“Not everything has to be about urban combat.” That was my justification for considering a Mossberg 590 Shockwave. I knew my more tactically “woke” friends would harangue me if I reviewed one. Pistol-grip-only (often called “cruiser grip”) shotguns aren’t looked upon favorably by most highly experienced self-defenders.
I noted that the Shockwave doesn’t have a cruiser grip. Instead, it has a bird’s head grip called the “Raptor.” There are a few obvious advantages of the Shockwave Raptor over the traditional cruiser grip: legality and shoot-ability among them.
The Raptor grip is mostly horizontal and brings the gun’s overall length to 26.5” which means it eludes NFA restrictions. That’s because the Shockwave isn’t actually a shotgun at all in the legal sense.
Shotguns, by federal legal definition, have a smooth bore, are more than 26″ in length and have a shoulder stock. The Shockwave falls into a middle ground category referred to as, “pistol grip firearms.” PGF’s aren’t pistols either. They are just non-NFA firearms.
Another important legal distinction is the receiver. It must have never been part of an actual shotgun (with a butt stock attached). If there was ever a butt stock on a receiver, it is a shotgun receiver and cannot legally be converted into a PGF. In other words, if you want a Shockwave, you can’t make one in your garage. Go buy one at the fun shop, no ATF entanglements, no tax stamp required.
The negatives of the Raptor bird’s head grip are similar to those of the cruiser grip. Most notably, the lack of a shoulder stock makes accurate shooting and recoil management difficult. In reference to self-defense tools, my personal rule has always been if I wouldn’t take it to a high-round-count school, it’s just a toy. In which category, then, does the Mossberg Shockwave fall…tool or toy?
I could see some usefulness in the Shockwave as a motor home defense gun. Of course, the only way to find out for sure is to shoot one. I’ll have to wait to purchase one until Oklahoma straightens out the language in its statute regarding, “sawed-off shotguns” for that to happen. Fortunately I was able to locate a friend who had one in Texas which has fewer fun-hating state laws. Do your homework before purchasing one of your own.
The Shockwave’s Raptor grip is much more natural to hold and allows for improved recoil management compared to a cruiser grip. Because the Raptor is more horizontal, the wrist doesn’t get the same direct jolt as it does from mostly vertical cruiser style guns.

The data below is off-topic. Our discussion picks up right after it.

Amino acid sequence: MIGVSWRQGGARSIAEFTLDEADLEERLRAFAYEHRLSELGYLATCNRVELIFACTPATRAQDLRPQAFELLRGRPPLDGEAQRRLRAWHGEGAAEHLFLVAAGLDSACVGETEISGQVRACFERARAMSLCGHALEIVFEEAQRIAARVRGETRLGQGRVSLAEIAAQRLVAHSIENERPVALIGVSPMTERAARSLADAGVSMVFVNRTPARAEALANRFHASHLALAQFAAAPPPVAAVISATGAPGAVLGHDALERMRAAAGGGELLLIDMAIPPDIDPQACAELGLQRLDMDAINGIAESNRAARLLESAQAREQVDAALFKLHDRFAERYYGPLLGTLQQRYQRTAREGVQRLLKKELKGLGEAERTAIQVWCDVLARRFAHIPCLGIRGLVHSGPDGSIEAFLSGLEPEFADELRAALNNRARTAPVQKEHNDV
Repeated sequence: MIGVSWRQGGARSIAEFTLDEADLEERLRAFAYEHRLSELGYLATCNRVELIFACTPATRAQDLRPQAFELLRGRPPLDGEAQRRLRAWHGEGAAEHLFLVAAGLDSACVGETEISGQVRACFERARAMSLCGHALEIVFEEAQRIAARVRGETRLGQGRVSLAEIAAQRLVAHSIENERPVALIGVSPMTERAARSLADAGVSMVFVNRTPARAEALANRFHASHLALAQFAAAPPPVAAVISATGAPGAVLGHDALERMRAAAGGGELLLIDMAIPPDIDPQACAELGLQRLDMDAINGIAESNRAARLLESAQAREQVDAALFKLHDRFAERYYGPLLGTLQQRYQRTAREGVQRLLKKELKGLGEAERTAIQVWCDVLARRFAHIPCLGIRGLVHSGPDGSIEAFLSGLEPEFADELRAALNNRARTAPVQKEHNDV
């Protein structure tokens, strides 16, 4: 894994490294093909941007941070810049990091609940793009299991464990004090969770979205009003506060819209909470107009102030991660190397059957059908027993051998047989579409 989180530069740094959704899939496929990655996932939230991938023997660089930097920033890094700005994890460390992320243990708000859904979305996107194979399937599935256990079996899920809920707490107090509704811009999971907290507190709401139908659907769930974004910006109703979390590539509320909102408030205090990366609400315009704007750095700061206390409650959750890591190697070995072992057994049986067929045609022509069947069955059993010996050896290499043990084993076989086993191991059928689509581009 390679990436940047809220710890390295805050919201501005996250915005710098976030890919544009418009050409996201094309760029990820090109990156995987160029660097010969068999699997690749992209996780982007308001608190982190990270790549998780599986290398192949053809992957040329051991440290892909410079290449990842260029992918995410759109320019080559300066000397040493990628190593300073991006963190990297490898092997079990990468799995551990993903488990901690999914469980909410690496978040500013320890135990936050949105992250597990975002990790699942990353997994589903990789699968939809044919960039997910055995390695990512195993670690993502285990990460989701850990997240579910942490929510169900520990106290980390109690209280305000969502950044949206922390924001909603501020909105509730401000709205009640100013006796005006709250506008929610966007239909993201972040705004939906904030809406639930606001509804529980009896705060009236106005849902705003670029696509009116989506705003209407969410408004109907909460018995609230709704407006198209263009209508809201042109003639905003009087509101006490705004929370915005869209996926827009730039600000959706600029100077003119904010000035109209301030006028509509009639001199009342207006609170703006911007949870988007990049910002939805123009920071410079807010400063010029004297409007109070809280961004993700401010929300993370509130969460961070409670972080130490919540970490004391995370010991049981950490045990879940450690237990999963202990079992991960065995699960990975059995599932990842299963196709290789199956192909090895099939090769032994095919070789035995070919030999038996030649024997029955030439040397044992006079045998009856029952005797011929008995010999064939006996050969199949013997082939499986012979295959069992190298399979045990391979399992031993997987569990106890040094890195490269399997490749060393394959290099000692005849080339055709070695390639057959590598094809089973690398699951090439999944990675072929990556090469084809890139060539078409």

Much like a standard Mossberg 590, the Shockwave has a five-shot magazine tube, matte blue finish and a heavy-walled barrel. The choke is fixed cylinder bore as you would expect. The Shockwave’s barrel is 14.375″ compared to the standard 18.5″.
One addition to the Shockwave from the standard 590 is a strap on the forend. That thing is priceless, not only in keeping a solid purchase on the gun, but particularly in recoil control.
Before making noise with the Shockwave, I did some dry practice. The Shockwave operates exactly the same as the full-size 590 pump guns. One of the reasons I prefer Mossberg over Remington in this kind of gun is the ambidextrous tang-mounted safety. I find the Remington crossbolt safety works well for me when a long gun is shoulder-mounted, but it’s really awkward in this configuration.
There are essentially three positions from which this gun can be shot: 1) 80’s action movie – from the hip, 2) high pectoral, and 3) eye-level.
Shooting from the hip is rarely a term used for describing one’s best effort and I had my doubt about having any success from that position. The high pectoral position seemed promising. I could see the gold bead sight out of my peripheral vision while focusing on the target.
Dry firing from eye-level still didn’t seem quite optimal, but was mostly likely to produce hits on target…and to the shooter’s face, if he’s not careful. It should be noted that Mossberg specifically requests the Shockwave not be fired this way in their literature because it’s possible for recoil to force the pistol back into the shooter’s grill. I’ll request the same from readers for the same reasons.
All the Booms
The first trip to the range was just as giggly as I’d hoped. The first several rounds of birdshot made for some great fun. Then I got a little more serious and loosed three rounds of Federal Vital Shok buckshot at center mass of the humanoid target from the 80’s action star position at seven yards. No holes appeared in the high chest area where my vision had been laser focused.